Its official. Nebraska has held its lottery, as well as a special auction hosted by the Nebraska Big Game Society. Now we know exactly how many Nebraskans want to hunt mountain lions and what a big money-maker for the state it really is.
The answers to those questions are not many, and not very much.
According to 2012 census data, Nebraska is home to 1.856 million residents. This is nearly a million more than its northern neighbor South Dakota — where all the lions are coming from. Out of that total, the 2011 National Survey of Fishing, Hunting, and Wildlife-Associated Recreation
estimates that only 115,000 or 1 out of 16 Nebraskans hunt. That number drops to 86,000 and 1 out of 21 Nebraskans when you only count those who hunt "big game" (deer, elk or wild turkeys).
Nebraska Game and Parks officials have stated that the objective for allowing mountain lion hunting is to provide hunters recreational opportunities. To achieve that objective, the state has spent untold thousands, possibly hundreds of thousands, of dollars preparing for the big event: their first ever mountain lion hunt.
But to what end?
The state lottery only attracted 395 participants and raised just $5,925. The Nebraska Big Game Society's special auction did a little better money-wise by raising $13,500 from one big spender, but the state will probably lose more than that when the special gifts that were offered along with the permit are deducted from the donor's income taxes. What's more, this special once-in-a-lifetime event only enticed 70 big game bidders: not a whole lot of interest there.
So that's $19,425 in hunting revenue generated, and at a stretch, far less than 500 or 1 out of 3,712 Nebraskans that actually want to kill one of Nebraska's estimated 22 mountain lions.
This hunt is not very popular and it's causing the state to lose money. So why is it happening?
Big game hunter Tom Ferry, the winner of the special auction, believes that "hunters are the biggest conservationists." He also believes that these so-called "conservationists" get to call the shots on deciding the fate of wildlife.
"They have a saying in Africa," Ferry said. "And it's true here, too: If it doesn't pay, it doesn't stay."
So, once again, that begs the question: why is this hunt happening? It can't be for the money. A look at the 2011 National survey notes that Nebraskan's non-consumptive activities, such as bird watching, generated $43 million more in revenue for the state than that produced by all of Nebraska's hunters — big game or otherwise — during the same time period. What's more, Nebraska is going to lose big time with this particular hunt, money it can ill afford. They also can't say that the public wants a hunt. The number of willing participants is barely a blip on the statistical radar.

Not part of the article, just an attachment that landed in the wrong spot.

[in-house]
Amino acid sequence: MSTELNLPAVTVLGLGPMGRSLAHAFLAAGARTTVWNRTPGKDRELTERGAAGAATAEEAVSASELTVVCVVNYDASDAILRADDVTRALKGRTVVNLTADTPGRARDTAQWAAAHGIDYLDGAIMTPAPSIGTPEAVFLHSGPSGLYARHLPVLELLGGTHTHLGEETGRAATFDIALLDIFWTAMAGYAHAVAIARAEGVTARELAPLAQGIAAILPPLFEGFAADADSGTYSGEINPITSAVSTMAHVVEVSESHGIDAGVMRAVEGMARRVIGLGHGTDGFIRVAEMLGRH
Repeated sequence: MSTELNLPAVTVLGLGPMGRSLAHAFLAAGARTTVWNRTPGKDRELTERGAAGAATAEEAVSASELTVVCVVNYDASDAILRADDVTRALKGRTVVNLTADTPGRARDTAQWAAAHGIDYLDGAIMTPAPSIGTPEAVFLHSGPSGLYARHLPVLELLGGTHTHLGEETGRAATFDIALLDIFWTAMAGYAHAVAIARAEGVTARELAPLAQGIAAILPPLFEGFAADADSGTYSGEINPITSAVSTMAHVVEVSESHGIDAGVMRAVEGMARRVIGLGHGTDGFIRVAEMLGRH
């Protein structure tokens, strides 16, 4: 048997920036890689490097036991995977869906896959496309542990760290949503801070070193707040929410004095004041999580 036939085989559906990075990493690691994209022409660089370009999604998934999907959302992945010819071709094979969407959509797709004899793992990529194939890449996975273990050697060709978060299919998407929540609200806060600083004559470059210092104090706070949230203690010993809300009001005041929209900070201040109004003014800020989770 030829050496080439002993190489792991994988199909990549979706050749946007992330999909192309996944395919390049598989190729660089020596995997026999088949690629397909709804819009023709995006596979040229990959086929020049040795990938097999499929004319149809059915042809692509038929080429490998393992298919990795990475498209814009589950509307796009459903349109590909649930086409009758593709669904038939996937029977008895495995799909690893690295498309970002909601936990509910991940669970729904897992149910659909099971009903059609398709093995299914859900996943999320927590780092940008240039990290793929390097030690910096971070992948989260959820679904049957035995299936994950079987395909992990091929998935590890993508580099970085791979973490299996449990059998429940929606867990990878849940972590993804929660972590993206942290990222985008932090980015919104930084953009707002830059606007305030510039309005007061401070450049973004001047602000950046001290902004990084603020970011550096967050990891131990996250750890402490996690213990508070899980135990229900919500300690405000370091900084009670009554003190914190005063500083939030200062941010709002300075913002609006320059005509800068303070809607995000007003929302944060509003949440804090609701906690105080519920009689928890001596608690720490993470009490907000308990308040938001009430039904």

The only explanations that come to mind for this inexplicable action are possibly the ego boost that former State Senator, LeRoy Louden got when he shoved Nebraska's lion hunting bill through the Legislature over the objections of environmentalists, and of course, the rigid stance the state game commission always takes: hunting is needed to "manage" wildlife.
The bottom line: this hunt isn't good for Nebraskans nor their wildlife, no matter what some might say.
Nothing can stop Nebraska's upcoming hunt. Nobody in authority will admit that this hunt is a mistake. Maybe something can stop future lion hunts, but to achieve this goal you need to do two things.
If you are a Nebraskan:
1. Help us build a Nebraska lion constituency by becoming a member
of the Mountain Lion Foundation. And,
2. Contact us
directly and volunteer to become a local, grassroots mountain lion activist.
If you live in a different state:
1. Do all of the above. Remember mountain lions are threatened almost everywhere they live. Nebraska isn't the first and it won't be the last Midwestern state where game commissioners will want to implement a lion hunting season even before there is a sustainable population.
Together we will stop the killing.
To learn more about lions in Nebraska, click here to visit MLF's Nebraska state page